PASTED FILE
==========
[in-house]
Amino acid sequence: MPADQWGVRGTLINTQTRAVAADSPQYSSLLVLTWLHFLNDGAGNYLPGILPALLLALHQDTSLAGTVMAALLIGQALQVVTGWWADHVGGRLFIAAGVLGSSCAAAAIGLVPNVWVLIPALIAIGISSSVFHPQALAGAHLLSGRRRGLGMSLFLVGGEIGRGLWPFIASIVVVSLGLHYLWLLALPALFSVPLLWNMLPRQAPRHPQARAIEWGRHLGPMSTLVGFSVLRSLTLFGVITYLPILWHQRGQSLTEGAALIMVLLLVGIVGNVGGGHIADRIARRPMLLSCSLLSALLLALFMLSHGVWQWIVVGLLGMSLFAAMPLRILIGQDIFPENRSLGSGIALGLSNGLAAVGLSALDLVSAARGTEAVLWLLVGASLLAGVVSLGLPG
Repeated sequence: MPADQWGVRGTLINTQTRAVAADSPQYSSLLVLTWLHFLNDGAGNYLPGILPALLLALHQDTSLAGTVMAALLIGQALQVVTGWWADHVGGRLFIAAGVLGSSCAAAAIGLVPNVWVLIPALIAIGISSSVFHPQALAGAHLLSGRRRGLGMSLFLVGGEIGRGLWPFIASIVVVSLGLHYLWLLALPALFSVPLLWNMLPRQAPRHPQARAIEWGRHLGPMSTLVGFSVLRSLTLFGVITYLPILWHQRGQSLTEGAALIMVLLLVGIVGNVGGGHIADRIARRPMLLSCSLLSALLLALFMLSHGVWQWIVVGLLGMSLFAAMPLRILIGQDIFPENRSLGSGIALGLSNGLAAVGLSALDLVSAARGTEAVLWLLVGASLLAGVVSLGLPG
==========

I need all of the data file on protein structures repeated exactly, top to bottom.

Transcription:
[in-house]
Amino acid sequence: MPADQWGVRGTLINTQTRAVAADSPQYSSLLVLTWLHFLNDGAGNYLPGILPALLLALHQDTSLAGTVMAALLIGQALQVVTGWWADHVGGRLFIAAGVLGSSCAAAAIGLVPNVWVLIPALIAIGISSSVFHPQALAGAHLLSGRRRGLGMSLFLVGGEIGRGLWPFIASIVVVSLGLHYLWLLALPALFSVPLLWNMLPRQAPRHPQARAIEWGRHLGPMSTLVGFSVLRSLTLFGVITYLPILWHQRGQSLTEGAALIMVLLLVGIVGNVGGGHIADRIARRPMLLSCSLLSALLLALFMLSHGVWQWIVVGLLGMSLFAAMPLRILIGQDIFPENRSLGSGIALGLSNGLAAVGLSALDLVSAARGTEAVLWLLVGASLLAGVVSLGLPG
Repeated sequence: MPADQWGVRGTLINTQTRAVAADSPQYSSLLVLTWLHFLNDGAGNYLPGILPALLLALHQDTSLAGTVMAALLIGQALQVVTGWWADHVGGRLFIAAGVLGSSCAAAAIGLVPNVWVLIPALIAIGISSSVFHPQALAGAHLLSGRRRGLGMSLFLVGGEIGRGLWPFIASIVVVSLGLHYLWLLALPALFSVPLLWNMLPRQAPRHPQARAIEWGRHLGPMSTLVGFSVLRSLTLFGVITYLPILWHQRGQSLTEGAALIMVLLLVGIVGNVGGGHIADRIARRPMLLSCSLLSALLLALFMLSHGVWQWIVVGLLGMSLFAAMPLRILIGQDIFPENRSLGSGIALGLSNGLAAVGLSALDLVSAARGTEAVLWLLVGASLLAGVVSLGLPG